I’m wondering about libc++ visibility for the internals of the library. For example why do we define:
void __construct_at_end(size_type __n, const_reference __x);
with inline/hidden visibility, but not this one:
template <class _ForwardIterator>
typename enable_if <__is_forward_iterator<_ForwardIterator>::value, void>::type
__construct_at_end(_ForwardIterator __first, _ForwardIterator __last, size_type __n);
Similarly with the public free template functions:
template <class _L0, class _L1>
lock(_L0& __l0, _L1& __l1)
template <class _L0, class _L1, class _L2, class ..._L3>
lock(_L0& __l0, _L1& __l1, _L2& __l2, _L3& …__l3)
Honestly I’ve been wondering about the same things.
Libc++ needs to re-evaluate it’s entire approach to symbol visibility especially w.r.t ABI management.
I think a lot of the existing behavior is purely historical, and newer parts of the library just try to mimic that
regardless of QoI. In particular I’m sceptical that libc++'s use of always_inline helps prevent “ABI problems”.
I would love to start a discussion on this, especially if it leads to concrete example
that can be turned into test cases
The context is that I’m working on the plan here: http://lists.llvm.org/pipermail/cfe-dev/2016-July/049985.html
Trying to remove “all" of the “always_inline”, making the public APIs hidden, and the internal APIs “internal_linkage”.
The kind of discrepancy I mentioned below puzzles me though.
I think this instance is just a bug.
As it was explained to me, libc++ attempts to make it possible to statically link together two libraries that use different versions of libc++ headers. These two libraries may reference inline template functions from libc++ with different definitions, but as long as all of the out-of-line symbols remain the same and implement the same functionality and use the same struct layouts, things are supposed to “work”.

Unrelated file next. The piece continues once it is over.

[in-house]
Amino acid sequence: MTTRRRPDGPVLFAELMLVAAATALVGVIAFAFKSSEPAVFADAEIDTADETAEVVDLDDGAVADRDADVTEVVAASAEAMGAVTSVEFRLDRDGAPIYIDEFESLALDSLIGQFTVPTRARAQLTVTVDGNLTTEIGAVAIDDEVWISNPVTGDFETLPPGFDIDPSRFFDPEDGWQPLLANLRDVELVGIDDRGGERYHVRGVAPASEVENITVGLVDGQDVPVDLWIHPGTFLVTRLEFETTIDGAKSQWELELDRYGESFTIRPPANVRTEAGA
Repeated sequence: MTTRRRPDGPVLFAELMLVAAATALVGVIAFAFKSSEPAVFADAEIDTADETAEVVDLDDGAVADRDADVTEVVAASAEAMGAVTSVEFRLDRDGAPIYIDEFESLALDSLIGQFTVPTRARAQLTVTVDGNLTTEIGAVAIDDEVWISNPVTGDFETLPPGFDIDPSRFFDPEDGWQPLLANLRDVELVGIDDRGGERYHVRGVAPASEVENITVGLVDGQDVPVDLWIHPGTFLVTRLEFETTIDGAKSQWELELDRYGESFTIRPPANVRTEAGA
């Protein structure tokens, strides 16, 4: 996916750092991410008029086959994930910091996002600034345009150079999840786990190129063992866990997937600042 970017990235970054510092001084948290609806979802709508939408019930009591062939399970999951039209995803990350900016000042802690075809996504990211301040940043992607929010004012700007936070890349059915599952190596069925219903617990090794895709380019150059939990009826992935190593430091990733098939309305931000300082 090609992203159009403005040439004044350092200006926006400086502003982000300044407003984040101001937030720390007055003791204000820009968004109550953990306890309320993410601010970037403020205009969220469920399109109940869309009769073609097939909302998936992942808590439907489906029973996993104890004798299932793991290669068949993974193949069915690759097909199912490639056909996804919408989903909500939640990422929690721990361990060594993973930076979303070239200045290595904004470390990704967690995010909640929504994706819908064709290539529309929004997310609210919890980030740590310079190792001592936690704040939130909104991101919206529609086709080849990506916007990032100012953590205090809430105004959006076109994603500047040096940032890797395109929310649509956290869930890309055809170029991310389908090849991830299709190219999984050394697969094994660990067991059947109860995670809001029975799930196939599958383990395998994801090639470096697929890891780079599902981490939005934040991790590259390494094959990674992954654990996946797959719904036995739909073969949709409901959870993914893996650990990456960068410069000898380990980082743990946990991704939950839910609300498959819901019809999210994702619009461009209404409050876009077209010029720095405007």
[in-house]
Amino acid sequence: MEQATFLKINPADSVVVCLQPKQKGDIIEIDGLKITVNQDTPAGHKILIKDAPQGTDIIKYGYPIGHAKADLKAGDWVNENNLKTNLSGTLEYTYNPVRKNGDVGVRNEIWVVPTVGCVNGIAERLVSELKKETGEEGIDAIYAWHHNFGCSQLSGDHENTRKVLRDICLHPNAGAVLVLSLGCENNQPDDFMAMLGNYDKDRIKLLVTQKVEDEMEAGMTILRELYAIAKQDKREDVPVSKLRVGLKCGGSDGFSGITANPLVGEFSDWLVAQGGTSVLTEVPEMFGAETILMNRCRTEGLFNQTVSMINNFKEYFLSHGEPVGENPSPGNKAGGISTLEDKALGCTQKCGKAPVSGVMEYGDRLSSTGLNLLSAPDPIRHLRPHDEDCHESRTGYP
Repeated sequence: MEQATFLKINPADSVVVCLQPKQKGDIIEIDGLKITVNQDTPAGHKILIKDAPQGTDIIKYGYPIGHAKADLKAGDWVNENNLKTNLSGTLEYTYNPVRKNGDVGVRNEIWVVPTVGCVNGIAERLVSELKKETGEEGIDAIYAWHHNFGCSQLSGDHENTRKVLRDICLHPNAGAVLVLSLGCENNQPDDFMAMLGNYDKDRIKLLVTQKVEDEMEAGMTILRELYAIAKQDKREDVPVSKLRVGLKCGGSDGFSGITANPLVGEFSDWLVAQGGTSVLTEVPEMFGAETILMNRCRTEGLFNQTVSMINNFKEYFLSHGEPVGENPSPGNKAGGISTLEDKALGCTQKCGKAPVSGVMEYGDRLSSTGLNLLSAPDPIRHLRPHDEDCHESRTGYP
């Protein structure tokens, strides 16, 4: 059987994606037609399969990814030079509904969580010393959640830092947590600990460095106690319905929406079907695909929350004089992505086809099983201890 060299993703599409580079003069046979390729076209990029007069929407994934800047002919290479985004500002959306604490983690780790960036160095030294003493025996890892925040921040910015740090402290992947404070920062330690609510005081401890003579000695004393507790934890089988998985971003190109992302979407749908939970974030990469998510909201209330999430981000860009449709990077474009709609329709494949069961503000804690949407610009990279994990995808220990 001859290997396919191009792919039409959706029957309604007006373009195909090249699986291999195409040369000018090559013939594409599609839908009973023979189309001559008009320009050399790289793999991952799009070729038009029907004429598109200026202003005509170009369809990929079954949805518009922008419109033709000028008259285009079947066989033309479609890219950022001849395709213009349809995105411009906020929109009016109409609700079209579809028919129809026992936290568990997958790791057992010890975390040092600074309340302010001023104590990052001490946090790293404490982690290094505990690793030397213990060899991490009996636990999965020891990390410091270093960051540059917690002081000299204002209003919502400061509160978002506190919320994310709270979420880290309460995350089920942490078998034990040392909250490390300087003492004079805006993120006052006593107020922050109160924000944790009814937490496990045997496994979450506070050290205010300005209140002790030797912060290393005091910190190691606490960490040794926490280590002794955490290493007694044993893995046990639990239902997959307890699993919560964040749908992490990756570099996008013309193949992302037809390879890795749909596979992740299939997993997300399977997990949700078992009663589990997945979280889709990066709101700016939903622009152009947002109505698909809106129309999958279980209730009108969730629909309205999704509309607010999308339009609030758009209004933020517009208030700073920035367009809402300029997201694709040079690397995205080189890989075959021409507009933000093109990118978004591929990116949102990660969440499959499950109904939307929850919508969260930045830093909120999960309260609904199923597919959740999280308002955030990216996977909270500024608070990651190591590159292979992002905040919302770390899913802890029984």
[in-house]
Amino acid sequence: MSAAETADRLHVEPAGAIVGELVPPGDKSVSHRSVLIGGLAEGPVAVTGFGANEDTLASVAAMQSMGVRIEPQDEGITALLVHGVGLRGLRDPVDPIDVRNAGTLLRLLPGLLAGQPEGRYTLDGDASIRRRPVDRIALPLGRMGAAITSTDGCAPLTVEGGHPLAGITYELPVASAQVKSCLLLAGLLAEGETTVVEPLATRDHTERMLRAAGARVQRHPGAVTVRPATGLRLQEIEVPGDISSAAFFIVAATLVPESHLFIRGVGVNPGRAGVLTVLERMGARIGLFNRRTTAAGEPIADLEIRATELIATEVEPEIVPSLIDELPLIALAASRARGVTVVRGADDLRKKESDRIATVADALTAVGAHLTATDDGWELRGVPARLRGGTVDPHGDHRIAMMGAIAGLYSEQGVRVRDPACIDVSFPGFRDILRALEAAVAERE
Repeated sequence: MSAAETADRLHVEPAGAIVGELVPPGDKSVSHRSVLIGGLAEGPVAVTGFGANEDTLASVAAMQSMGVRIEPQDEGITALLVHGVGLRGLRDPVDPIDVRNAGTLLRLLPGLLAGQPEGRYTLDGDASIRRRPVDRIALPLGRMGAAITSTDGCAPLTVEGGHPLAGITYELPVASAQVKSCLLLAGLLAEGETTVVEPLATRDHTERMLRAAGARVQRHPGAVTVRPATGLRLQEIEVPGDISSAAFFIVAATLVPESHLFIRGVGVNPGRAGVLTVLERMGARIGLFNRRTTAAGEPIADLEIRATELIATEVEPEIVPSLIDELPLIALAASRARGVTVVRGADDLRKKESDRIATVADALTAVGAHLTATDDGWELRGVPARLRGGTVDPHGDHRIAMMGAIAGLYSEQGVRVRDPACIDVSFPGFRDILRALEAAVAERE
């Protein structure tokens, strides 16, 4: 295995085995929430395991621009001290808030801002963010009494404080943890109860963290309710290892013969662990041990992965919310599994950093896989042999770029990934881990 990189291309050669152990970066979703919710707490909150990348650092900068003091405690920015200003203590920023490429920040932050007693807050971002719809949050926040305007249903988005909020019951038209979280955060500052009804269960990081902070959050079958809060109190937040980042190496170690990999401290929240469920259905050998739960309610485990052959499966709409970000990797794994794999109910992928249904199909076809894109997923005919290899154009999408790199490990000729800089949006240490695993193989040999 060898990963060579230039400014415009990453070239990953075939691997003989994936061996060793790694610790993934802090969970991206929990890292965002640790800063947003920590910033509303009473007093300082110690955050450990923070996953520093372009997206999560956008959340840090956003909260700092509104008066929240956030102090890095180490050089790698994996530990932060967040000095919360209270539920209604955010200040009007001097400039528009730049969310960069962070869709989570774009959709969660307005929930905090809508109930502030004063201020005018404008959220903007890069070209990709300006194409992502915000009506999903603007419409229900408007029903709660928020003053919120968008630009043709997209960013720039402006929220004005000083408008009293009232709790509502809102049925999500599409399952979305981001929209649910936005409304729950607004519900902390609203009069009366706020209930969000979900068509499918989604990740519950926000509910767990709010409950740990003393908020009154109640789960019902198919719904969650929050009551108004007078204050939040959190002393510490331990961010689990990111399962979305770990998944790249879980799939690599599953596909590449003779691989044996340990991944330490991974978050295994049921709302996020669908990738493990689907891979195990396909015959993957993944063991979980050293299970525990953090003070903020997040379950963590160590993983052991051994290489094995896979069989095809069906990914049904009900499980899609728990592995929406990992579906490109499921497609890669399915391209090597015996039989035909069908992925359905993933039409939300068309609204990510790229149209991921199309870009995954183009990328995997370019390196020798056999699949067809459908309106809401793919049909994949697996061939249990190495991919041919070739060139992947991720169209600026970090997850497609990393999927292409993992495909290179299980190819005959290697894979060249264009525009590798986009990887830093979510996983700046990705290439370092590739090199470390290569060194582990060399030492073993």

With that in mind, any inline function in libc++ that isn’t always_inline or internal_linkage is probably a bug.
We should be able to have “ABI stable” function as well right?
The way I see it (with some help from Duncan) right now is that we have 5 conceptual categories for symbols. So instead of having macros like “INLINE_VISIBILITY” etc. I rather have macros that represent more accurately the category a function belongs to:
- Symbols present and exported in the dylib, these are ABI stable. Should be marked with _LIBCPP_DLL_VIS right now.
- Symbols that are public APIs (not starting with __), and ABI stable. These don’t have to be hidden or always_inline. I’d add a macro that would reflect this, like _LIBCPP_PUBLIC_ABISTABLE
- Symbols that are public APIs, and not ABI stable (do these exist?). These may need to stay hidden and always_inline, or possible made internal instead? The annotation could be _LIBCPP_PUBLIC_UNSTABLE
- Symbols that are private APIs, but ABI stable (likely rare?). We could mark them _LIBCPP_PRIVATE_ABISTABLE
- Symbols that are private APIs, and not ABI stable. Currently always_inline/hidden, but we’d like to change these to “internal_linkage”. We could mark them _LIBCPP_PRIVATE_UNSTABLE
This way we can expect every function to be decorated, and it should be fairly easy to spot a missing annotation.
And that’s just for the symbols, there is also the consideration about the type infos, vtables, etc. that I’m not totally sure about.